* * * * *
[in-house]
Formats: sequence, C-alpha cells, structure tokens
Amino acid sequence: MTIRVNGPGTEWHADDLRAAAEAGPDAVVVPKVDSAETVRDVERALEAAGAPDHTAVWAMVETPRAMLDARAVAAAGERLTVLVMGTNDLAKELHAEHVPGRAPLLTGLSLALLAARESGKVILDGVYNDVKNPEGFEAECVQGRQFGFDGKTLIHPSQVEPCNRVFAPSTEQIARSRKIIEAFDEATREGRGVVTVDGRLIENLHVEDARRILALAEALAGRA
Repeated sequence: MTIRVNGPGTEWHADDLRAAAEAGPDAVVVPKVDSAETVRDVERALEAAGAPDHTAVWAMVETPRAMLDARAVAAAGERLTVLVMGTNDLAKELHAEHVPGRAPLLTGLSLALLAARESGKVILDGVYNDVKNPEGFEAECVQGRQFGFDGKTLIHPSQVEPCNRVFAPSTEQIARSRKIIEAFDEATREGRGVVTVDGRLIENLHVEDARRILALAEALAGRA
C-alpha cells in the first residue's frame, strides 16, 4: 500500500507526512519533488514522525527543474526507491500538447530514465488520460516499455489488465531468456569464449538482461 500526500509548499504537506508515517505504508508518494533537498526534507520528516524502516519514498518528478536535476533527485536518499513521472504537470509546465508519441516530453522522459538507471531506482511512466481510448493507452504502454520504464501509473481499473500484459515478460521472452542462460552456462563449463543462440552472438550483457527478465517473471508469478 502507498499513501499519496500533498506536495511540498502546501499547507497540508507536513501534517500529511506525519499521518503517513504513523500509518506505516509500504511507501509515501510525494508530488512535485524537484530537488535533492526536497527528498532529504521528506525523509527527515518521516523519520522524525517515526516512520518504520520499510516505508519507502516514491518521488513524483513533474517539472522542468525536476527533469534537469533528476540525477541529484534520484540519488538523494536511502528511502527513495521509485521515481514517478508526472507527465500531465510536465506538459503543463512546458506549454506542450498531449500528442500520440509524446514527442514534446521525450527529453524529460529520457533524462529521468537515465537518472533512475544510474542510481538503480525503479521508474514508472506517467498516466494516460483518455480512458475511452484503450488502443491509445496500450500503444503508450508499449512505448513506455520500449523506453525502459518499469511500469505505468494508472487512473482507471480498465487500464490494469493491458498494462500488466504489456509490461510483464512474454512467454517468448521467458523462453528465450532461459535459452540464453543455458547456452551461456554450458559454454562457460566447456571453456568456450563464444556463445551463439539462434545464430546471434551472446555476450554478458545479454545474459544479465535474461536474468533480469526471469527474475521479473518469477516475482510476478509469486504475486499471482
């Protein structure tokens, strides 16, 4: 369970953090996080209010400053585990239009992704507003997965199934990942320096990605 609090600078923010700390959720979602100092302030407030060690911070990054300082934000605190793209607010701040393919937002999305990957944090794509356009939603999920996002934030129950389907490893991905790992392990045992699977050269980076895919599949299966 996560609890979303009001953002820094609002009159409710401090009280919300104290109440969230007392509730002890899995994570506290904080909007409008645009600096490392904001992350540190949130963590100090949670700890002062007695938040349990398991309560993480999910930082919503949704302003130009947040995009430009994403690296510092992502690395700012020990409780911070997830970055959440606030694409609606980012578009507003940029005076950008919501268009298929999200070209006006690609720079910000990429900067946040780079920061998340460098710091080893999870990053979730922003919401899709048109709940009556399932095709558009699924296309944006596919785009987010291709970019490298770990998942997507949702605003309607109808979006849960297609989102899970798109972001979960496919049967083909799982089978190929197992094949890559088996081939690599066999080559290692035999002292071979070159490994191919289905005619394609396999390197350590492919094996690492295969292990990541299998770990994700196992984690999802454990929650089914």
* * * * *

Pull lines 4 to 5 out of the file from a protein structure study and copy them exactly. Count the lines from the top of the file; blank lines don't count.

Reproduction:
Repeated sequence: MTIRVNGPGTEWHADDLRAAAEAGPDAVVVPKVDSAETVRDVERALEAAGAPDHTAVWAMVETPRAMLDARAVAAAGERLTVLVMGTNDLAKELHAEHVPGRAPLLTGLSLALLAARESGKVILDGVYNDVKNPEGFEAECVQGRQFGFDGKTLIHPSQVEPCNRVFAPSTEQIARSRKIIEAFDEATREGRGVVTVDGRLIENLHVEDARRILALAEALAGRA
C-alpha cells in the first residue's frame, strides 16, 4: 500500500507526512519533488514522525527543474526507491500538447530514465488520460516499455489488465531468456569464449538482461 500526500509548499504537506508515517505504508508518494533537498526534507520528516524502516519514498518528478536535476533527485536518499513521472504537470509546465508519441516530453522522459538507471531506482511512466481510448493507452504502454520504464501509473481499473500484459515478460521472452542462460552456462563449463543462440552472438550483457527478465517473471508469478 502507498499513501499519496500533498506536495511540498502546501499547507497540508507536513501534517500529511506525519499521518503517513504513523500509518506505516509500504511507501509515501510525494508530488512535485524537484530537488535533492526536497527528498532529504521528506525523509527527515518521516523519520522524525517515526516512520518504520520499510516505508519507502516514491518521488513524483513533474517539472522542468525536476527533469534537469533528476540525477541529484534520484540519488538523494536511502528511502527513495521509485521515481514517478508526472507527465500531465510536465506538459503543463512546458506549454506542450498531449500528442500520440509524446514527442514534446521525450527529453524529460529520457533524462529521468537515465537518472533512475544510474542510481538503480525503479521508474514508472506517467498516466494516460483518455480512458475511452484503450488502443491509445496500450500503444503508450508499449512505448513506455520500449523506453525502459518499469511500469505505468494508472487512473482507471480498465487500464490494469493491458498494462500488466504489456509490461510483464512474454512467454517468448521467458523462453528465450532461459535459452540464453543455458547456452551461456554450458559454454562457460566447456571453456568456450563464444556463445551463439539462434545464430546471434551472446555476450554478458545479454545474459544479465535474461536474468533480469526471469527474475521479473518469477516475482510476478509469486504475486499471482